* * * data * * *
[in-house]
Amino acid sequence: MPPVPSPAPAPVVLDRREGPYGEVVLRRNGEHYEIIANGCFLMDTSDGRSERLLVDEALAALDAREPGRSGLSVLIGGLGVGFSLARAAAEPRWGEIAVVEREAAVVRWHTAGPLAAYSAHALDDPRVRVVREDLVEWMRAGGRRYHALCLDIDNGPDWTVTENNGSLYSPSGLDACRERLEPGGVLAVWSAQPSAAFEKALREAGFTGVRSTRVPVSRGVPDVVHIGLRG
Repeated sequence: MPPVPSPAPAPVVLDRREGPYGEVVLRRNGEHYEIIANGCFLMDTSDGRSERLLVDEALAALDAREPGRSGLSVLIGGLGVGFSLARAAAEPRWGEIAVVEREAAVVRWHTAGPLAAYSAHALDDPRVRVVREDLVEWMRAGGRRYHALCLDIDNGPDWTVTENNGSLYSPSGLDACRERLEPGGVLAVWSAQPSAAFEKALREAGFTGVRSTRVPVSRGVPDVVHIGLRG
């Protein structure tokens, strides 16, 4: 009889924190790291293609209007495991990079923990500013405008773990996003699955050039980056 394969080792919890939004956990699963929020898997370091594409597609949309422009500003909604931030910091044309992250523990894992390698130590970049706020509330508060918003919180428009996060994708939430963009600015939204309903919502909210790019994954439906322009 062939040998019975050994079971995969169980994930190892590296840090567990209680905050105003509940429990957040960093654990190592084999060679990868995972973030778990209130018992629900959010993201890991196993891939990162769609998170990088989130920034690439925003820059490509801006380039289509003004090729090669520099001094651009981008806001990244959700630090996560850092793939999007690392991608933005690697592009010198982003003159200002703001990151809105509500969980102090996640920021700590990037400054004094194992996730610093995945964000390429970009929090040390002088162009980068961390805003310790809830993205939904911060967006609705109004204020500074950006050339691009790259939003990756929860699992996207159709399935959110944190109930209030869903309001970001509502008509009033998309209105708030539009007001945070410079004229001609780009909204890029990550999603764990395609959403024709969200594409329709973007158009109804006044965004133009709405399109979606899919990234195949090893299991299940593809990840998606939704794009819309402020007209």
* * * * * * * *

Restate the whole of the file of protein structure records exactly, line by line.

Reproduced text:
[in-house]
Amino acid sequence: MPPVPSPAPAPVVLDRREGPYGEVVLRRNGEHYEIIANGCFLMDTSDGRSERLLVDEALAALDAREPGRSGLSVLIGGLGVGFSLARAAAEPRWGEIAVVEREAAVVRWHTAGPLAAYSAHALDDPRVRVVREDLVEWMRAGGRRYHALCLDIDNGPDWTVTENNGSLYSPSGLDACRERLEPGGVLAVWSAQPSAAFEKALREAGFTGVRSTRVPVSRGVPDVVHIGLRG
Repeated sequence: MPPVPSPAPAPVVLDRREGPYGEVVLRRNGEHYEIIANGCFLMDTSDGRSERLLVDEALAALDAREPGRSGLSVLIGGLGVGFSLARAAAEPRWGEIAVVEREAAVVRWHTAGPLAAYSAHALDDPRVRVVREDLVEWMRAGGRRYHALCLDIDNGPDWTVTENNGSLYSPSGLDACRERLEPGGVLAVWSAQPSAAFEKALREAGFTGVRSTRVPVSRGVPDVVHIGLRG
């Protein structure tokens, strides 16, 4: 009889924190790291293609209007495991990079923990500013405008773990996003699955050039980056 394969080792919890939004956990699963929020898997370091594409597609949309422009500003909604931030910091044309992250523990894992390698130590970049706020509330508060918003919180428009996060994708939430963009600015939204309903919502909210790019994954439906322009 062939040998019975050994079971995969169980994930190892590296840090567990209680905050105003509940429990957040960093654990190592084999060679990868995972973030778990209130018992629900959010993201890991196993891939990162769609998170990088989130920034690439925003820059490509801006380039289509003004090729090669520099001094651009981008806001990244959700630090996560850092793939999007690392991608933005690697592009010198982003003159200002703001990151809105509500969980102090996640920021700590990037400054004094194992996730610093995945964000390429970009929090040390002088162009980068961390805003310790809830993205939904911060967006609705109004204020500074950006050339691009790259939003990756929860699992996207159709399935959110944190109930209030869903309001970001509502008509009033998309209105708030539009007001945070410079004229001609780009909204890029990550999603764990395609959403024709969200594409329709973007158009109804006044965004133009709405399109979606899919990234195949090893299991299940593809990840998606939704794009819309402020007209």